I don’t want to end this post on a sad note. I love this boy.  There are times when Gavin is SO wonderful.  His smile is contagious.  His facial expressions are hilarious.  He can be very funny when he wants to be.  He also will melt your heart with hugs and “I love you”.   God created Gavin with the ability to show love and friendship to everyone.  It is amazing to watch sometimes.  Parenting is complicated an messy.  When your children are born a piece of your heart leaves your body and stays with them.  He is still my baby; He always will be. ❤

Gman

Prader-Willi Syndrome, the disgusting truth. (Warning: gross post).

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I was going to write a happy post, but the morning has turned foul. As I write this, I am listening to the sounds of my special needs son cry while showering.  I am currently so angry, I could spit nails.  Why is he crying?  Because he got into trouble for pooping in the shower and not saying anything about it until I found it this morning.  He then said he just had to go so badly, that he couldn’t wait.  This is a lie,  and it only makes me more angry.  I wish I could tell you that this was the first time that something like this has happened, but it isn’t.  Too many times, more than I would ever care to share, I have had to clean up a mess of excrement. It is beyond gross and I’m so over it.   I also wish I could tell you that Gavin will grow out of it, but I think that ship has sailed and I have been told by other PWS parents that their adult children still have this issue.

I’m wrecked.  No amount of yelling or punishment will work, he doesn’t really remember and it doesn’t correct the behavior EVEN positive reinforcement has failed us.  Right now I’m not asking for solutions, I’m just needing to get this out of my head.  He does this more often with stress and a strange schedule.  Christmas has been insane, I thought we were doing a fairly good job of keeping the kids on a schedule, but then this happens.  Plus we are about to be on Christmas break from school which adds to his anxiety.  I cannot win.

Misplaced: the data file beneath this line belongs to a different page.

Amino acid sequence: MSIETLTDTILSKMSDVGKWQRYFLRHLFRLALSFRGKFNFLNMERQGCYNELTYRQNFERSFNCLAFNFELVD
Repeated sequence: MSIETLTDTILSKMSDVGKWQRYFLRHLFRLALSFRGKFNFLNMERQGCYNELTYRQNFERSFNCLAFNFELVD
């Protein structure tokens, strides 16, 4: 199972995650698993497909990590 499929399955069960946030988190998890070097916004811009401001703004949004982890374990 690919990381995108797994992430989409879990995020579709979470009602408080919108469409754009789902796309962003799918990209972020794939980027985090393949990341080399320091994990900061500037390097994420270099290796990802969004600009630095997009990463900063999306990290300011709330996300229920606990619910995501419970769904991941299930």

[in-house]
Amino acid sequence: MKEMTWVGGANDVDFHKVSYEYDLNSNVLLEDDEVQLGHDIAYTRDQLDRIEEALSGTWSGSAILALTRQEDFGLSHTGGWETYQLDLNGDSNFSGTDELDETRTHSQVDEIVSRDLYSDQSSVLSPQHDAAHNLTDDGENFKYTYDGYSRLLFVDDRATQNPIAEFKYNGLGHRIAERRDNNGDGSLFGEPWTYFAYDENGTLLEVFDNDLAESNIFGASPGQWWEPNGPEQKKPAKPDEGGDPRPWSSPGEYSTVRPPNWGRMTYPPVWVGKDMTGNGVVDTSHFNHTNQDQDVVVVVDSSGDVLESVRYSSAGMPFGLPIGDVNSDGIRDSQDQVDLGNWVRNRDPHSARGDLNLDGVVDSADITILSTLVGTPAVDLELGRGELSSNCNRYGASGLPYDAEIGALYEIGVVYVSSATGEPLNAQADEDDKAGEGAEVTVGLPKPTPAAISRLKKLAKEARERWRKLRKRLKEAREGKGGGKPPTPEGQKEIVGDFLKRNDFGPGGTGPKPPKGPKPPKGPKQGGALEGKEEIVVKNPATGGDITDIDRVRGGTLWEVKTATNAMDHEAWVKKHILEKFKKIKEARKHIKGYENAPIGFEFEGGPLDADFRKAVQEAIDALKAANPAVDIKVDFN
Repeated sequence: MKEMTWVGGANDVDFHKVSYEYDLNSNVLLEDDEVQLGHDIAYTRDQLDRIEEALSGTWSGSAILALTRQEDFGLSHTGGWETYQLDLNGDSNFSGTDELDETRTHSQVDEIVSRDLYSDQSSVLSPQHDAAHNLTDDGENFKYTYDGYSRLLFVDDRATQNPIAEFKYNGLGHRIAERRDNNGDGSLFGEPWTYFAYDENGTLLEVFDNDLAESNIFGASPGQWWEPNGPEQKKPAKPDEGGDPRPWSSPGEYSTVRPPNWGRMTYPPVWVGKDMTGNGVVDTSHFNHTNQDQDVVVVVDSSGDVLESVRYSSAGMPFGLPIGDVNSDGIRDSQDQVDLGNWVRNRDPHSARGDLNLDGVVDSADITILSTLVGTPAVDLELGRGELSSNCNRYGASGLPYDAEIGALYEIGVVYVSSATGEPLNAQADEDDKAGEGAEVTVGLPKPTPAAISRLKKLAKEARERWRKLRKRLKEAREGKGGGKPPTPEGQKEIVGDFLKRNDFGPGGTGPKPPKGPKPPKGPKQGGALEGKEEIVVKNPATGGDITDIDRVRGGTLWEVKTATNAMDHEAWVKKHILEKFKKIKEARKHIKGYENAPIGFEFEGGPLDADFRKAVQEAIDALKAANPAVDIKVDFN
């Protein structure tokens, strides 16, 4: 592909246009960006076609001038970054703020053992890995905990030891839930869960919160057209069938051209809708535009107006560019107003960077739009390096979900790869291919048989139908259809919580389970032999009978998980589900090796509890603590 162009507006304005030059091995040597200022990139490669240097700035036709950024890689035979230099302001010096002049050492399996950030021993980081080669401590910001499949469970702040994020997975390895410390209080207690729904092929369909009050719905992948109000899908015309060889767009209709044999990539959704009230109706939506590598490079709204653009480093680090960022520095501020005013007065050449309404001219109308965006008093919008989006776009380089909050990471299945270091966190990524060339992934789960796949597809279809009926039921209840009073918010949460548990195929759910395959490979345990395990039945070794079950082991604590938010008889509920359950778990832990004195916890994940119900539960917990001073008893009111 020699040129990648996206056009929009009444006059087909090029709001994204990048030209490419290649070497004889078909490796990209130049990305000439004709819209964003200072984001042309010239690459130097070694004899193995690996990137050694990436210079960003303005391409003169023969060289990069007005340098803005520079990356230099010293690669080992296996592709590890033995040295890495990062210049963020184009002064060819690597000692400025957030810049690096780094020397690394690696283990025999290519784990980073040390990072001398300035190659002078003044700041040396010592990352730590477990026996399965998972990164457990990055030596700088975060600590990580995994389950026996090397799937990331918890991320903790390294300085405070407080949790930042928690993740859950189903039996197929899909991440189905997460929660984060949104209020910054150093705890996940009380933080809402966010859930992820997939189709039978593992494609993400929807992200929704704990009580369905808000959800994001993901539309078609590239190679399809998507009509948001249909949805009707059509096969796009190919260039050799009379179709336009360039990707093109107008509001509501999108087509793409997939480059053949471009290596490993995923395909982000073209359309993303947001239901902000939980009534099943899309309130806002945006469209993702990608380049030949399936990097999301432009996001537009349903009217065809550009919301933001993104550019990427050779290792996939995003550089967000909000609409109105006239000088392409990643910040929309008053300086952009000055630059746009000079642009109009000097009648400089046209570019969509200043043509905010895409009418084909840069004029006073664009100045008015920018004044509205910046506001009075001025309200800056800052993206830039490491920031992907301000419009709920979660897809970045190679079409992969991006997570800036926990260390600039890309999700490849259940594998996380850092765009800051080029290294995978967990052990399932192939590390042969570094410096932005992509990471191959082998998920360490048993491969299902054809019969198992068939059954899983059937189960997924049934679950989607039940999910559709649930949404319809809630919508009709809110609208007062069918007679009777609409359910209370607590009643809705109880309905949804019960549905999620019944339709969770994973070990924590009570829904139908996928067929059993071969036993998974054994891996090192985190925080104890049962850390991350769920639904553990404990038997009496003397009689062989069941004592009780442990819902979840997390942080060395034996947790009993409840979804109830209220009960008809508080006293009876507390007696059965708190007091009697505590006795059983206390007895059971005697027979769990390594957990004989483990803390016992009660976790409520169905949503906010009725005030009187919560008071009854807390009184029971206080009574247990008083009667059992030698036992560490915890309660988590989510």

Right now I feel gross, angry, and overwhelmed.  I’m glad there is school today because I need a break from him.  I’m broken, y’all. This is not how I needed to start my day.

I wish I had a positive thing to end on, but this morning, I just don’t.

To the parents of special needs kiddos: Holiday edition

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It’s the most wonderful (and frustrating) time of the year. I love the Holiday season.  Every fiber of my being enjoys all this time of year has to offer.  From Halloween to New Year’s Day,  I want  to soak up all the festive fun!

However:  sometimes Holidays can be terrifying for the parent of a special needs kid.   Holidays mean a change.  Schedules, menus, and even environments can and will be different than what our kids are used to.  Change can be bad news for kids who have any problems adjusting to it.  Sudden change is the worst, but sometimes even when the change is announced well ahead of time, it can still lead to a meltdown.

Example:  G’s class Christmas party elementary school (I forget the grade).  We knew a month in advance that the party day was happening.  When the day arrived,  he had a fit over the food.  It was so bad that for the next party, I chose to pick him up early so that it didn’t happen again.  It was just too much for him that year.

With Prader-Willi Syndrome we have to try and navigate through all the food related  events while keeping G on his calorie goal and safe from potential dietary land mines.  Not to mention the extra trips, parties at every turn, and extra events.  It is exhausting.

So what can we do?  Well… the only thing I can think of is to 😭 cry.

No, unless you need a good cry (sometimes we all do), I think the best approach to this time of year is to take time for yourself.  (Gasp!) “what did she say?!”  Yup friends, you need some time for just you.  I know that this time of year is crazy busy, but if you look really hard at your schedule, you can find even a small amount of time to get away from your kids.  This is important all year long (for all parents), but even more so during the crazy Holiday season. I’m not suggesting that ANYONE stop fulfilling their obligations, don’t hear what I’m Not saying, I’m simply reminding you that you can find time to relieve the stress.  Maybe you leave work early and have a cup of coffee in quiet before school lets out.  Eat that piece of cake, while locked in the pantry! Put the kids to bed a little early and then pursue a hobby that you’ve been neglecting. Buy yourself a massage (merry Christmas to you!).

My point is this: you do all you can do to make all Holidays nice for your kids, and even then you can’t avoid everything that might cause a breakdown for your special need kiddo, but you can manage your stress level.  As we all know, a calm and rested parent, makes our kids calmer.